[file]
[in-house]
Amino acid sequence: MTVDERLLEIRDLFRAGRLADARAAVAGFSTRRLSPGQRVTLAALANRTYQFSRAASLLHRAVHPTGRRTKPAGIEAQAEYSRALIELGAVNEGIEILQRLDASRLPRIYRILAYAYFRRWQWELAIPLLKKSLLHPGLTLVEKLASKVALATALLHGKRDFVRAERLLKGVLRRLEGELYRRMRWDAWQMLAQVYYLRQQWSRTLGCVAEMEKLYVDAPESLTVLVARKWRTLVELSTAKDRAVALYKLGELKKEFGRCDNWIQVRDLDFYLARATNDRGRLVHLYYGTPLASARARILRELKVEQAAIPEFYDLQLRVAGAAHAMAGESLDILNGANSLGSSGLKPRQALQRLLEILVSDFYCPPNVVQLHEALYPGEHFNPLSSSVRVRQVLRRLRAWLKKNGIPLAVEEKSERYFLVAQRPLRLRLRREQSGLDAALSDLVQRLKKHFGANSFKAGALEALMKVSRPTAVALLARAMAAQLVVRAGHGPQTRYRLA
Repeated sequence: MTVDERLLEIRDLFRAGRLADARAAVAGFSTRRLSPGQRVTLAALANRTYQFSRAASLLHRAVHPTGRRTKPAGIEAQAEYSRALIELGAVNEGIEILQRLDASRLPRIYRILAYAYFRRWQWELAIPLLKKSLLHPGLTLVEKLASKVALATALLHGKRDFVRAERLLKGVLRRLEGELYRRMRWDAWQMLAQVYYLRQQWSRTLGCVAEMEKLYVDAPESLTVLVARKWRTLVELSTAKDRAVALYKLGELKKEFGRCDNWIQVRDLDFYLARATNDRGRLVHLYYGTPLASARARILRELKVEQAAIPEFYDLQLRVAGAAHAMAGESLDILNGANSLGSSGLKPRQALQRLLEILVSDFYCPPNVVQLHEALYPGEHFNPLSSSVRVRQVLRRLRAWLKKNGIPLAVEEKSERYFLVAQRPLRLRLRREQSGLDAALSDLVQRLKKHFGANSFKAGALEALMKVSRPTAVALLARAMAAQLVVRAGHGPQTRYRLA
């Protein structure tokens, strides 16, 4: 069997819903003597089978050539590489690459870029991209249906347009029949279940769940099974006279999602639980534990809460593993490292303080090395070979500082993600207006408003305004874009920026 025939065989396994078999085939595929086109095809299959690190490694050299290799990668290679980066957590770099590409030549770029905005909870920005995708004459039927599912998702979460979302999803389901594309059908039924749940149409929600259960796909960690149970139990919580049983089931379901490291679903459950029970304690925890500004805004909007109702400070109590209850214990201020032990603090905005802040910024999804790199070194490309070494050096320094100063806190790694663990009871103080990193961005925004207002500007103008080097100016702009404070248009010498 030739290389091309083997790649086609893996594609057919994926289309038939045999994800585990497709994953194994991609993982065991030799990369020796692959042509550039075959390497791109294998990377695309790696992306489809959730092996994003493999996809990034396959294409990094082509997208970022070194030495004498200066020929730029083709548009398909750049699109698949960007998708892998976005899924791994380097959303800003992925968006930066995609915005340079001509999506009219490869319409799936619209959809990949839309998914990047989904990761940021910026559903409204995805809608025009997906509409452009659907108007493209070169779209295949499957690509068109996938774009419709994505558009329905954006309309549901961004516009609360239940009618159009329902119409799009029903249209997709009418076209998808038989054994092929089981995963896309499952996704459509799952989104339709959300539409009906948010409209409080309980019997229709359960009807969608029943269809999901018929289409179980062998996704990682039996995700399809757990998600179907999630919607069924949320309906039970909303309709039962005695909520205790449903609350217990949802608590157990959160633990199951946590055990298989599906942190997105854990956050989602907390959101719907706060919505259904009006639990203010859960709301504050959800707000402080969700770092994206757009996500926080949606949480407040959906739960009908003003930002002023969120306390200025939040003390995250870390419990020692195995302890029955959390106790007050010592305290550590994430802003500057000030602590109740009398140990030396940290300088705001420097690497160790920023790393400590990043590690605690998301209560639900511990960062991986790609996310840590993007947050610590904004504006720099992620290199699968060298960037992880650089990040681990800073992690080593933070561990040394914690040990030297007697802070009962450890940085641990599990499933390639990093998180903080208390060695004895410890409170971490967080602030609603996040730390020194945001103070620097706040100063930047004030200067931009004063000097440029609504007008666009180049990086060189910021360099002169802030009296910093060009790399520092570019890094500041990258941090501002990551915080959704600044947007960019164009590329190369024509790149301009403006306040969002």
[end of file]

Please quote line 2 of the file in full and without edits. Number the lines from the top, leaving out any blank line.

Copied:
Amino acid sequence: MTVDERLLEIRDLFRAGRLADARAAVAGFSTRRLSPGQRVTLAALANRTYQFSRAASLLHRAVHPTGRRTKPAGIEAQAEYSRALIELGAVNEGIEILQRLDASRLPRIYRILAYAYFRRWQWELAIPLLKKSLLHPGLTLVEKLASKVALATALLHGKRDFVRAERLLKGVLRRLEGELYRRMRWDAWQMLAQVYYLRQQWSRTLGCVAEMEKLYVDAPESLTVLVARKWRTLVELSTAKDRAVALYKLGELKKEFGRCDNWIQVRDLDFYLARATNDRGRLVHLYYGTPLASARARILRELKVEQAAIPEFYDLQLRVAGAAHAMAGESLDILNGANSLGSSGLKPRQALQRLLEILVSDFYCPPNVVQLHEALYPGEHFNPLSSSVRVRQVLRRLRAWLKKNGIPLAVEEKSERYFLVAQRPLRLRLRREQSGLDAALSDLVQRLKKHFGANSFKAGALEALMKVSRPTAVALLARAMAAQLVVRAGHGPQTRYRLA